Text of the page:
4.5 stars. Rated R, for profanity and nudity
By Derrick Bang • Originally published in The Davis Enterprise, 12.23.15
This is the mostly audaciously entertaining economics course you’ll ever take.
The Big Short isn’t merely a ferociously impudent adaptation of financial journalist Michael Lewis’ nonfiction 2010 book of the same title. Under the careful guidance of writer/director Adam McKay and co-scripter Charles Randolph, it’s a blistering primer that explains — precisely and unflinchingly — why the country fell off a cliff in 2007.
At the same time, it’s a raucous and yet tightly controlled showcase for a gaggle of unlikely antiheroes, played with whole-immersion glee by a top-flight cast of scene-stealers. McKay employs every trick in the filmmaking book, from Robert Altman-style overlapping dialog to characters who routinely emphasize a point by breaking the fourth wall and addressing us directly.
It sounds like total chaos, and in lesser hands that likely would have been the case. But McKay & Co. deliver the equivalent of the best, most savagely satirical Saturday Night Live sketch ever made ... and they keep it going for a full 130 minutes. True, the result sometimes feels like a series of self-contained scenes, but they’re strung together to build a cohesive narrative that is breathtaking, suspenseful and wildly entertaining.
And, ultimately, infuriating and unbelievable. Because it’s absolutely true.
Think we all got screwed by the 2007 housing bubble collapse? You have no idea how badly, or the degree to which the fat-cat, blithely indifferent — and, in many cases, reprehensibly ignorant — Wall Street and banking oligarchy danced on the ashes of your investments, retirement accounts and foreclosed homes.
McKay’s film reveals all, in torturous — and yet excruciatingly funny — detail, via the activities of a quintet of outliers and weirdoes, real people all, who smelled a rat early on and...
... wait for it ...
... still waiting? ...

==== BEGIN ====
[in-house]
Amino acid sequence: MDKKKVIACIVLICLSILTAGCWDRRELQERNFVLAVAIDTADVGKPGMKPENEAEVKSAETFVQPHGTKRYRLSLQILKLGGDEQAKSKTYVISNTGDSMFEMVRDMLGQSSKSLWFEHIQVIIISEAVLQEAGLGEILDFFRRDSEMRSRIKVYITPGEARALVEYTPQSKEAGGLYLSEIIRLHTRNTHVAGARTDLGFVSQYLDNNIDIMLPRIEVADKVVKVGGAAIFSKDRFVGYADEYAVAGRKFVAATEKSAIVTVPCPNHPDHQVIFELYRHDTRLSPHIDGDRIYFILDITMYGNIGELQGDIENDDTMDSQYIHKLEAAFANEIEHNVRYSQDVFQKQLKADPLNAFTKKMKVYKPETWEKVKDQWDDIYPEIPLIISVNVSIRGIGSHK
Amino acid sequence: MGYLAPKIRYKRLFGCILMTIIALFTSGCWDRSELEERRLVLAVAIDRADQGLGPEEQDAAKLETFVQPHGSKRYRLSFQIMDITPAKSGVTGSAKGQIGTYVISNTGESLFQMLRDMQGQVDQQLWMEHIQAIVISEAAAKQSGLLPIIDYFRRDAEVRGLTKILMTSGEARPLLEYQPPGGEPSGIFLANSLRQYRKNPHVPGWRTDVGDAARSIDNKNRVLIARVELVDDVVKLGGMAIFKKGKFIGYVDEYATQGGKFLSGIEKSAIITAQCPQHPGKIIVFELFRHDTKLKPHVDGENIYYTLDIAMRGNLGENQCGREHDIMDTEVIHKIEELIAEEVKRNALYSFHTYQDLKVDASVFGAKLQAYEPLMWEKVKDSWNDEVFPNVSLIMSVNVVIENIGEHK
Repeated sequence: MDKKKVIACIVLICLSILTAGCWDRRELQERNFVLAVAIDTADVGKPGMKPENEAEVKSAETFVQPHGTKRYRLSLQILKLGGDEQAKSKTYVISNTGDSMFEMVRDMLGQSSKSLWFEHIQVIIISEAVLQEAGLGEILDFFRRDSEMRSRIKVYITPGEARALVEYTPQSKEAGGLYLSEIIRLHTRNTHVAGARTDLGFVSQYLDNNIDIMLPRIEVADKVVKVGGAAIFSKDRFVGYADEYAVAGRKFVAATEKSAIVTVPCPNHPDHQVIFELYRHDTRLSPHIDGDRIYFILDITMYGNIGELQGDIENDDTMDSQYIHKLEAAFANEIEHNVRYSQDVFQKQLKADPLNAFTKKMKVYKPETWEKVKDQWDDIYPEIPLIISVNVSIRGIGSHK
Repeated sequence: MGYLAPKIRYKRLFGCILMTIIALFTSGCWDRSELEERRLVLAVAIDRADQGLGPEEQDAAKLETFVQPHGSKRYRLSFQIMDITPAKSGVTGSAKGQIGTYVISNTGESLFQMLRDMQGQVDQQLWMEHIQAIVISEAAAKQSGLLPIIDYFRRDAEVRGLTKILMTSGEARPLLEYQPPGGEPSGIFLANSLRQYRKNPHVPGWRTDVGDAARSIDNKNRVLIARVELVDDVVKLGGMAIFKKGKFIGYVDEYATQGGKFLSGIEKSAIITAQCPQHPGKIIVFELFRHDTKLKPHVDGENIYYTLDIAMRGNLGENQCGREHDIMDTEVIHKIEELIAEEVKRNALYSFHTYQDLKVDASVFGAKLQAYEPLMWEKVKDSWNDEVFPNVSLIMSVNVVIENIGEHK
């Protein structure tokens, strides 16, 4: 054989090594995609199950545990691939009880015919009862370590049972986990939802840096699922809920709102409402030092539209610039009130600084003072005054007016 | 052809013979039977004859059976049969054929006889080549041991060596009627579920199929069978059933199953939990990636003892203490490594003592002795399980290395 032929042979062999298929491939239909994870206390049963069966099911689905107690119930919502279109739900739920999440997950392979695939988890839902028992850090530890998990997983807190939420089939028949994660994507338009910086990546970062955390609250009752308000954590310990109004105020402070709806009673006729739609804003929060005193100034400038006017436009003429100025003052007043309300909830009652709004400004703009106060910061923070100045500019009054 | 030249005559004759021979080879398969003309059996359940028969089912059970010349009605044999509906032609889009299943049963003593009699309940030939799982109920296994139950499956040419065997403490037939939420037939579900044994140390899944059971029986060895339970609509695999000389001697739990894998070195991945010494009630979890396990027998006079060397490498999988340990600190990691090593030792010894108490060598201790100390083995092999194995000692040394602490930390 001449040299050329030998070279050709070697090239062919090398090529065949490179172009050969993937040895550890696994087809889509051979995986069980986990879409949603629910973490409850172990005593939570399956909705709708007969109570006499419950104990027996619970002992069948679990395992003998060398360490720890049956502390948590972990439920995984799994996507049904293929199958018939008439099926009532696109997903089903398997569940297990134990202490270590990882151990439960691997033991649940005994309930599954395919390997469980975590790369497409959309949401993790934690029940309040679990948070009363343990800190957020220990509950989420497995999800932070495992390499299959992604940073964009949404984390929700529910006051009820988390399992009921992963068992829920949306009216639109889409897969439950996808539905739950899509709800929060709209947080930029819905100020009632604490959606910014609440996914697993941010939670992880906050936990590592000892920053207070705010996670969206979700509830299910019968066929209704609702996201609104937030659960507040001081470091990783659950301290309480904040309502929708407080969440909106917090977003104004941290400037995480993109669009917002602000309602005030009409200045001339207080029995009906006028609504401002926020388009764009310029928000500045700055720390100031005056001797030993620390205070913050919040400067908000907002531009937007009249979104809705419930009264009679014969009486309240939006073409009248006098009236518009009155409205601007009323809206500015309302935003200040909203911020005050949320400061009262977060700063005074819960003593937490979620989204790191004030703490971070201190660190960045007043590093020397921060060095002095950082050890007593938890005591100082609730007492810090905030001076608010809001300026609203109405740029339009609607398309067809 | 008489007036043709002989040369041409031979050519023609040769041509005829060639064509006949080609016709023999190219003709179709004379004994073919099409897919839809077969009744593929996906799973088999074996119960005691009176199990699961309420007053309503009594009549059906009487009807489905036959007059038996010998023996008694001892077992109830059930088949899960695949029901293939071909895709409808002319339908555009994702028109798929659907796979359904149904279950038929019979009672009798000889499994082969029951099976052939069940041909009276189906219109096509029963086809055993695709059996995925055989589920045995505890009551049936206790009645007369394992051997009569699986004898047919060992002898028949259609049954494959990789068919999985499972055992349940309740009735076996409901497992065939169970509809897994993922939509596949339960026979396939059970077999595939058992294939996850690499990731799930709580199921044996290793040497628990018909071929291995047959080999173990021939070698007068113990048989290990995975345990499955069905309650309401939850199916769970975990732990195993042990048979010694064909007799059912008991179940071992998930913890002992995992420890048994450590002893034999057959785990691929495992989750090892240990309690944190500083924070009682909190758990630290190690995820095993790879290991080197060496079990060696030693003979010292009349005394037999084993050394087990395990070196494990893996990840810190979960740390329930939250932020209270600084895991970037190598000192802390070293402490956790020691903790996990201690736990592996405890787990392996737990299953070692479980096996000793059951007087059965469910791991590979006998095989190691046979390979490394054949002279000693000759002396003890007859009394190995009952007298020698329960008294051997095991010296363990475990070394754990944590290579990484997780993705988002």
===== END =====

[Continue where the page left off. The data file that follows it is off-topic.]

... took a financial position against the supposedly rock-solid American housing industry.
Everybody else thought these guys were lunatics. Huge Wall Street corporations cheerfully took their wildcat investments, believing them the equivalent of going “all in” on the off-chance that a single number would come up on a colossal roulette wheel with 100,000 slots.
Because — and here’s the thing — most of the idiots pulling the country’s financial strings didn’t have the slightest idea what they were doing.
And the others were fully aware, but did it anyway, because a) they knew they’d never get caught; and b) knew that even if they did get caught, they’d undoubtedly be “punished” with a slap on the wrist and a fat bonus.
History — history that goes back only eight years — has proven them correct.
Be advised: This film is a massive information dump, no matter how cleverly presented by McKay and Randolph. It’s a lot to absorb, and I have the assurance of Constant Companion — with 37 years’ service in the banking industry — that these details are accurate. But don’t be alarmed, because the arcane particulars come in easily digestible portions, in some cases explained with élan by guest celebrities such as Margot Robbie, Anthony Bourdain and Selena Gomez (all appearing as themselves).
By the time this film concludes, you’ll know all about derivatives, mid-prime lending, mortgage-backed securities, credit default swaps and collateralized debt obligation. Much to your chagrin.